I'll admit it, the life of the wandering author has me hooked. Lots of mobile phone providers offer internet access, these days, and the theory is that I can get online just by plugging a PCMCIA card into my laptop. Imagine, I can update my sites as I gaze out over the pounding surf of Sidmouth (er, a bit of literary license there, don't rely on it and bring your surf boards).

So, it was with a considerable degree of interest that I checked out all the folkies who had been camping in the field at the entrance of Sidmouth. These happy campers could be me next year when I would be truly an ambulant author.

Problem was that they looked rather bedraggled. It took me a while to figure out why but it came to me in a flash. Yup, I thought proudly, with the elan of a truly hardened camper, it's been raining in the night.

Camaraderie feelings almost overwhelmed me. They were my fellow adventurers and I was empathising. Of course, it is quite true that I had spent the night in my rather luxurious king size double bed with en-suite shower, but 'at heart' I was already one of them.

My foot leapt towards the footbrake. The least I could do was to save them a bedraggled walk into Sidmouth town.

But then I saw that there was at least thirty of them. What if they all wanted a lift? What if they were so desperate to climb into my limousine (unstretched as yet) that I got mud mobbed. I could even see the headline in the local press. 'Up and coming Internet author bogged!'

Somehow, with great force of will, my foot stayed off the brake pedal, (justified only by a genuine desire not to cause the hard worked police a possible riot) and minutes later I slid into the Sidmouth 'Pay and Display' car park to face my next major dilemma.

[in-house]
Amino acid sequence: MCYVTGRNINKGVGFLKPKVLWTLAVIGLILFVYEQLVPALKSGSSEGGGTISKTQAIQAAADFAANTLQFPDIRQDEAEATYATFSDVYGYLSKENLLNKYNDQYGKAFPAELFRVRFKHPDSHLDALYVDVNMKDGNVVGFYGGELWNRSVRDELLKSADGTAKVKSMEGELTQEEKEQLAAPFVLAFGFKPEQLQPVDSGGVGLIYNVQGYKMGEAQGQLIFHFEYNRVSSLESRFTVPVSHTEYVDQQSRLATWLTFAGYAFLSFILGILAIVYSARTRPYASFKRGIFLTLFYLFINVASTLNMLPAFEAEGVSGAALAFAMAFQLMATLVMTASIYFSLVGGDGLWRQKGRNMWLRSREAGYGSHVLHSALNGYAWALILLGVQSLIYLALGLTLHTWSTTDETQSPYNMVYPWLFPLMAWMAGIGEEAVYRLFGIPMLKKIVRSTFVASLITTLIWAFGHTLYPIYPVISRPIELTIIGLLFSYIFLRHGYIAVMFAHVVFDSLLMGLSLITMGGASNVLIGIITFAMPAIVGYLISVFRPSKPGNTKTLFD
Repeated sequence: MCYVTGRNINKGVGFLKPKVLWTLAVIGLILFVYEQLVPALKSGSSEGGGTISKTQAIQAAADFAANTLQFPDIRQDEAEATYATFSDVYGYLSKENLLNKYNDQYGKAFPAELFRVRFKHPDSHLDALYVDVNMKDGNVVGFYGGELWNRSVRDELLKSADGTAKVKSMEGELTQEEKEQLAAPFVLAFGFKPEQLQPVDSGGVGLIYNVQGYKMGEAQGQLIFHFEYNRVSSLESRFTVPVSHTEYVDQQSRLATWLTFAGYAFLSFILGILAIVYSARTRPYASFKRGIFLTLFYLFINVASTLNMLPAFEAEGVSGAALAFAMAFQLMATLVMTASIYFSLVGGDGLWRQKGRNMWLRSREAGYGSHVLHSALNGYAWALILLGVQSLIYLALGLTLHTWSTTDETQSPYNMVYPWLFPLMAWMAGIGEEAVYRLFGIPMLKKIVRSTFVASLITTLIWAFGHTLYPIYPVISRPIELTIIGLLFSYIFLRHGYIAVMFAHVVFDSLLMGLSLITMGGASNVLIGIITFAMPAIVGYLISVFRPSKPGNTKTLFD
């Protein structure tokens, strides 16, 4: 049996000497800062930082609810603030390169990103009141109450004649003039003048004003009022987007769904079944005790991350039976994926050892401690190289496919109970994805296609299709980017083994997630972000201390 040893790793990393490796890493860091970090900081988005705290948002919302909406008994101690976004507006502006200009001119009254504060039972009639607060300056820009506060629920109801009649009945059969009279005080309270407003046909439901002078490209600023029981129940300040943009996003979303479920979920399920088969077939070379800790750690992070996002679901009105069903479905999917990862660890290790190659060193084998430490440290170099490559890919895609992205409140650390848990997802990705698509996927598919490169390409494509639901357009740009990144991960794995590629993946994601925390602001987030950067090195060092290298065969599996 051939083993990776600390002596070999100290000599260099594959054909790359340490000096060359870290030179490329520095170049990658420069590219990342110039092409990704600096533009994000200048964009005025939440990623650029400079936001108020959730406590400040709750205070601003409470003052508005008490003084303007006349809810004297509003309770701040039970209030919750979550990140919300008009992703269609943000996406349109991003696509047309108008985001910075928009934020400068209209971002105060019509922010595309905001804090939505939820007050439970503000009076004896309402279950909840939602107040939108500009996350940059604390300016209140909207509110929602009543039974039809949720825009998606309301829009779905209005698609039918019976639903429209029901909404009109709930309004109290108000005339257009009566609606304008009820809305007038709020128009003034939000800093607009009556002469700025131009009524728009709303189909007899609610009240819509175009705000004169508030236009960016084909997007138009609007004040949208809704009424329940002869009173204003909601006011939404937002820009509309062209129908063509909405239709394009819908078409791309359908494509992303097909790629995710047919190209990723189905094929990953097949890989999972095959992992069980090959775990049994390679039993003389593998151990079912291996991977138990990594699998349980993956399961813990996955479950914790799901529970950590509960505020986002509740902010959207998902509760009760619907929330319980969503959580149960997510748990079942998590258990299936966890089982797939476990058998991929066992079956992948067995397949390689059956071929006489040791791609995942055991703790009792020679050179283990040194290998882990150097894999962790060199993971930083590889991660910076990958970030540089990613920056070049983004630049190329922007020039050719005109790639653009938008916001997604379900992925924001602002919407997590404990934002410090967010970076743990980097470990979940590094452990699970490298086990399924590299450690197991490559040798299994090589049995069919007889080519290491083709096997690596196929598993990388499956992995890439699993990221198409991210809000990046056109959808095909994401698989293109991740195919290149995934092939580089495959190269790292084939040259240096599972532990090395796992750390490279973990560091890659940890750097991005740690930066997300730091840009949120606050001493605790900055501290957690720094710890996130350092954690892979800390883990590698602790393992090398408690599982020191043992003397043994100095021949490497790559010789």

For some the act of buying a 'Pay and Display' parking ticket must be an easy matter, for me it's the next worst thing to a nightmare. It's not that I'm a cheapskate. It's just that, if I pay for three hours parking ... It's so embarrassing when the parking attendant asks me why I've been hanging around for an hour at the end of the parking period. Well, if I've paid for parking ...

I shouldn't have worried. When I looked in my pocket, I found I only had four single pound coins which were able to buy me a whole six hours parking - lots of time for playing my flute and soprano sax in the pub with the others. The decision was easy ... I used two of them and kept the other two back for a glass of beer to drink as I played.

Tomorrow, more about the really great folk session I found featuring some very strange instruments ...

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Saturday, August 05, 2006

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Originally uploaded by exmoorandwestsomerset.
Exmoor and West Somerset Folk Musicians at Bee Festival Allercott

Thursday, August 03, 2006

Cornishmen, heavenly head, a wonderful audience and amazing music at the Blue Anchor Inn

The waves were crashing onto the sea shore and the sunset was all crimson and blues across the bay as we fired up with Marlene on the piano accordion, Bob on the Bodhran, Tad on the banjo, Bruce on the melodeon and yours truly on the flute and sax.